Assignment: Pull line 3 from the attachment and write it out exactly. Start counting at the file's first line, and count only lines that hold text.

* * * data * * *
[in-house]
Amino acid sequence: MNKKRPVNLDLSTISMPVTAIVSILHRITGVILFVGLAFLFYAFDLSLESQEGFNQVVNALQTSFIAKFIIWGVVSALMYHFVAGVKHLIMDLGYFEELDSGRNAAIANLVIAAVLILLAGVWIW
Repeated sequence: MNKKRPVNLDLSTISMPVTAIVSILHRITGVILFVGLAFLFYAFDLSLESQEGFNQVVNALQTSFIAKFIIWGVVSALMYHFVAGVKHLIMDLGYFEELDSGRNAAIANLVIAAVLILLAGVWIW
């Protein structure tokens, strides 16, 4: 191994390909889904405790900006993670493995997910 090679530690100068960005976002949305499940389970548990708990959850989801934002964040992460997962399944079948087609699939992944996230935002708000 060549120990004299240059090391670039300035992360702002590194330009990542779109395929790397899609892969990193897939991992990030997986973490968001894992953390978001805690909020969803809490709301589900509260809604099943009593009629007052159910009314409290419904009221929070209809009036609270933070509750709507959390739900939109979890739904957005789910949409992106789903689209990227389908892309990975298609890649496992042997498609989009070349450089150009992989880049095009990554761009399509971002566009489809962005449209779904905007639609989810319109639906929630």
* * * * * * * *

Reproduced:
Repeated sequence: MNKKRPVNLDLSTISMPVTAIVSILHRITGVILFVGLAFLFYAFDLSLESQEGFNQVVNALQTSFIAKFIIWGVVSALMYHFVAGVKHLIMDLGYFEELDSGRNAAIANLVIAAVLILLAGVWIW